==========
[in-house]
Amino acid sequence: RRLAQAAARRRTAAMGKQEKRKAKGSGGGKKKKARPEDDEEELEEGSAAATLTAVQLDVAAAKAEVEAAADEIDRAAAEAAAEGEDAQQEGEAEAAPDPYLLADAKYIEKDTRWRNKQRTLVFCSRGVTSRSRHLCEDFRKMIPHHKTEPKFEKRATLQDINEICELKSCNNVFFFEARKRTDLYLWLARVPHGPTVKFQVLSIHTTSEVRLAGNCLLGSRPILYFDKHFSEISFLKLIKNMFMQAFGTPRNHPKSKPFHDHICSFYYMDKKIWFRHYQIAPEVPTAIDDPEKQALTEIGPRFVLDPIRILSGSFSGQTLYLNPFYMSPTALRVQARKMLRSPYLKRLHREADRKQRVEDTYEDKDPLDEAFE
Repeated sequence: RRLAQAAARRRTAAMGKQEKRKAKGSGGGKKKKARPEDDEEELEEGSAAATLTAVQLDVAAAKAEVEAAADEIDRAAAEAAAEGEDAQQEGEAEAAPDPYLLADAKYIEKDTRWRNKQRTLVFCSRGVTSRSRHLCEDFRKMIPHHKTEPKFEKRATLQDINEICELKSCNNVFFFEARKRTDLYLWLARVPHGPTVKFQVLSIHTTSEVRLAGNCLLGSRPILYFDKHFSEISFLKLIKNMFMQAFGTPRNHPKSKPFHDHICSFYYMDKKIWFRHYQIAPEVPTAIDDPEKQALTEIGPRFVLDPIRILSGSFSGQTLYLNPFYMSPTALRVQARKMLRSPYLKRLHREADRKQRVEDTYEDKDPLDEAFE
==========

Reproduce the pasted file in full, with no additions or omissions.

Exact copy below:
[in-house]
Amino acid sequence: RRLAQAAARRRTAAMGKQEKRKAKGSGGGKKKKARPEDDEEELEEGSAAATLTAVQLDVAAAKAEVEAAADEIDRAAAEAAAEGEDAQQEGEAEAAPDPYLLADAKYIEKDTRWRNKQRTLVFCSRGVTSRSRHLCEDFRKMIPHHKTEPKFEKRATLQDINEICELKSCNNVFFFEARKRTDLYLWLARVPHGPTVKFQVLSIHTTSEVRLAGNCLLGSRPILYFDKHFSEISFLKLIKNMFMQAFGTPRNHPKSKPFHDHICSFYYMDKKIWFRHYQIAPEVPTAIDDPEKQALTEIGPRFVLDPIRILSGSFSGQTLYLNPFYMSPTALRVQARKMLRSPYLKRLHREADRKQRVEDTYEDKDPLDEAFE
Repeated sequence: RRLAQAAARRRTAAMGKQEKRKAKGSGGGKKKKARPEDDEEELEEGSAAATLTAVQLDVAAAKAEVEAAADEIDRAAAEAAAEGEDAQQEGEAEAAPDPYLLADAKYIEKDTRWRNKQRTLVFCSRGVTSRSRHLCEDFRKMIPHHKTEPKFEKRATLQDINEICELKSCNNVFFFEARKRTDLYLWLARVPHGPTVKFQVLSIHTTSEVRLAGNCLLGSRPILYFDKHFSEISFLKLIKNMFMQAFGTPRNHPKSKPFHDHICSFYYMDKKIWFRHYQIAPEVPTAIDDPEKQALTEIGPRFVLDPIRILSGSFSGQTLYLNPFYMSPTALRVQARKMLRSPYLKRLHREADRKQRVEDTYEDKDPLDEAFE